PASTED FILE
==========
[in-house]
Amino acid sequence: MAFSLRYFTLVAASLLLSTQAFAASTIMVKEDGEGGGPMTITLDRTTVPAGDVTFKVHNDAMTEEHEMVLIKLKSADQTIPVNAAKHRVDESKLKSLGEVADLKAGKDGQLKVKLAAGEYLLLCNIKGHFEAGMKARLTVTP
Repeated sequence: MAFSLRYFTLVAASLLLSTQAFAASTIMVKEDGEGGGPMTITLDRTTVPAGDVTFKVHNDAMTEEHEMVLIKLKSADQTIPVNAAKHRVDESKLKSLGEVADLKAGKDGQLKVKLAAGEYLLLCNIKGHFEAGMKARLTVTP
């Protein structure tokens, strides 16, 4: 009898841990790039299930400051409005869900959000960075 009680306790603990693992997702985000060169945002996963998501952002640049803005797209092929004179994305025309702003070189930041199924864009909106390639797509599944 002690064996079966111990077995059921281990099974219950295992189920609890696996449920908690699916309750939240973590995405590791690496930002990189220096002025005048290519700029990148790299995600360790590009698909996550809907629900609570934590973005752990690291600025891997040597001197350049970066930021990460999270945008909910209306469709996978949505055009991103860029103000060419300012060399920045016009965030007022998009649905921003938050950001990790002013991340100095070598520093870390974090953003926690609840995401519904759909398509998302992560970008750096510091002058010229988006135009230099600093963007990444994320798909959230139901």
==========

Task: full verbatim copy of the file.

[in-house]
Amino acid sequence: MAFSLRYFTLVAASLLLSTQAFAASTIMVKEDGEGGGPMTITLDRTTVPAGDVTFKVHNDAMTEEHEMVLIKLKSADQTIPVNAAKHRVDESKLKSLGEVADLKAGKDGQLKVKLAAGEYLLLCNIKGHFEAGMKARLTVTP
Repeated sequence: MAFSLRYFTLVAASLLLSTQAFAASTIMVKEDGEGGGPMTITLDRTTVPAGDVTFKVHNDAMTEEHEMVLIKLKSADQTIPVNAAKHRVDESKLKSLGEVADLKAGKDGQLKVKLAAGEYLLLCNIKGHFEAGMKARLTVTP
């Protein structure tokens, strides 16, 4: 009898841990790039299930400051409005869900959000960075 009680306790603990693992997702985000060169945002996963998501952002640049803005797209092929004179994305025309702003070189930041199924864009909106390639797509599944 002690064996079966111990077995059921281990099974219950295992189920609890696996449920908690699916309750939240973590995405590791690496930002990189220096002025005048290519700029990148790299995600360790590009698909996550809907629900609570934590973005752990690291600025891997040597001197350049970066930021990460999270945008909910209306469709996978949505055009991103860029103000060419300012060399920045016009965030007022998009649905921003938050950001990790002013991340100095070598520093870390974090953003926690609840995401519904759909398509998302992560970008750096510091002058010229988006135009230099600093963007990444994320798909959230139901």